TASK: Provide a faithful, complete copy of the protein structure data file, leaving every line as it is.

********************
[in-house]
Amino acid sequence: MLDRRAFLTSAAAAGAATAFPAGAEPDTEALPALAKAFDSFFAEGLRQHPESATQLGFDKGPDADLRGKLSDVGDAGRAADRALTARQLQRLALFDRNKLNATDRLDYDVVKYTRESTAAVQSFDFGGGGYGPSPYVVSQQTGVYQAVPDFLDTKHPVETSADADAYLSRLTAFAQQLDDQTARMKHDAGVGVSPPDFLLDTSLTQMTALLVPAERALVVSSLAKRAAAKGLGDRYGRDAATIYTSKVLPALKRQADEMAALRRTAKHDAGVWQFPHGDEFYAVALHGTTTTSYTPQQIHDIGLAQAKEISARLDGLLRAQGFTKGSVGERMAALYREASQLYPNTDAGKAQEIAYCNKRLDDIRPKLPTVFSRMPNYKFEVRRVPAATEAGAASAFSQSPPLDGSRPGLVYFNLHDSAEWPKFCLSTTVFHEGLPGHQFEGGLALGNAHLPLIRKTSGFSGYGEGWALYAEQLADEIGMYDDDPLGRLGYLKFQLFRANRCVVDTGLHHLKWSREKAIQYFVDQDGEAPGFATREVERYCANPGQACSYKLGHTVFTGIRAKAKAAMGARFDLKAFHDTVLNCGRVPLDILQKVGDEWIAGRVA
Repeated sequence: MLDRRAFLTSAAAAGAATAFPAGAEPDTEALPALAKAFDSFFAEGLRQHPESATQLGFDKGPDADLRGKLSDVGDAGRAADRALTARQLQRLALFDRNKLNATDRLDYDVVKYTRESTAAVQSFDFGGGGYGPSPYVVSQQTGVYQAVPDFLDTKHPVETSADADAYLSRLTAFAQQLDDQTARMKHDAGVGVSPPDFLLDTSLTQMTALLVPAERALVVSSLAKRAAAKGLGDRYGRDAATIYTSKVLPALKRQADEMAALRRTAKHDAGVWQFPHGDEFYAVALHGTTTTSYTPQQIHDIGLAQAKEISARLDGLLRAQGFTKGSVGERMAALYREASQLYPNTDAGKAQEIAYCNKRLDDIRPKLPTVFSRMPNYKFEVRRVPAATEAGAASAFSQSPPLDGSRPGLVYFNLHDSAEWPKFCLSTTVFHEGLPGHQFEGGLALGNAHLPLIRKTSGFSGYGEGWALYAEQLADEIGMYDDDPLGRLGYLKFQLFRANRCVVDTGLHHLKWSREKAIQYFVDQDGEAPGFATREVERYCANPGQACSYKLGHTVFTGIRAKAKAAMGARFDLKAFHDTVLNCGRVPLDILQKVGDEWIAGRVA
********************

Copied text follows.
[in-house]
Amino acid sequence: MLDRRAFLTSAAAAGAATAFPAGAEPDTEALPALAKAFDSFFAEGLRQHPESATQLGFDKGPDADLRGKLSDVGDAGRAADRALTARQLQRLALFDRNKLNATDRLDYDVVKYTRESTAAVQSFDFGGGGYGPSPYVVSQQTGVYQAVPDFLDTKHPVETSADADAYLSRLTAFAQQLDDQTARMKHDAGVGVSPPDFLLDTSLTQMTALLVPAERALVVSSLAKRAAAKGLGDRYGRDAATIYTSKVLPALKRQADEMAALRRTAKHDAGVWQFPHGDEFYAVALHGTTTTSYTPQQIHDIGLAQAKEISARLDGLLRAQGFTKGSVGERMAALYREASQLYPNTDAGKAQEIAYCNKRLDDIRPKLPTVFSRMPNYKFEVRRVPAATEAGAASAFSQSPPLDGSRPGLVYFNLHDSAEWPKFCLSTTVFHEGLPGHQFEGGLALGNAHLPLIRKTSGFSGYGEGWALYAEQLADEIGMYDDDPLGRLGYLKFQLFRANRCVVDTGLHHLKWSREKAIQYFVDQDGEAPGFATREVERYCANPGQACSYKLGHTVFTGIRAKAKAAMGARFDLKAFHDTVLNCGRVPLDILQKVGDEWIAGRVA
Repeated sequence: MLDRRAFLTSAAAAGAATAFPAGAEPDTEALPALAKAFDSFFAEGLRQHPESATQLGFDKGPDADLRGKLSDVGDAGRAADRALTARQLQRLALFDRNKLNATDRLDYDVVKYTRESTAAVQSFDFGGGGYGPSPYVVSQQTGVYQAVPDFLDTKHPVETSADADAYLSRLTAFAQQLDDQTARMKHDAGVGVSPPDFLLDTSLTQMTALLVPAERALVVSSLAKRAAAKGLGDRYGRDAATIYTSKVLPALKRQADEMAALRRTAKHDAGVWQFPHGDEFYAVALHGTTTTSYTPQQIHDIGLAQAKEISARLDGLLRAQGFTKGSVGERMAALYREASQLYPNTDAGKAQEIAYCNKRLDDIRPKLPTVFSRMPNYKFEVRRVPAATEAGAASAFSQSPPLDGSRPGLVYFNLHDSAEWPKFCLSTTVFHEGLPGHQFEGGLALGNAHLPLIRKTSGFSGYGEGWALYAEQLADEIGMYDDDPLGRLGYLKFQLFRANRCVVDTGLHHLKWSREKAIQYFVDQDGEAPGFATREVERYCANPGQACSYKLGHTVFTGIRAKAKAAMGARFDLKAFHDTVLNCGRVPLDILQKVGDEWIAGRVA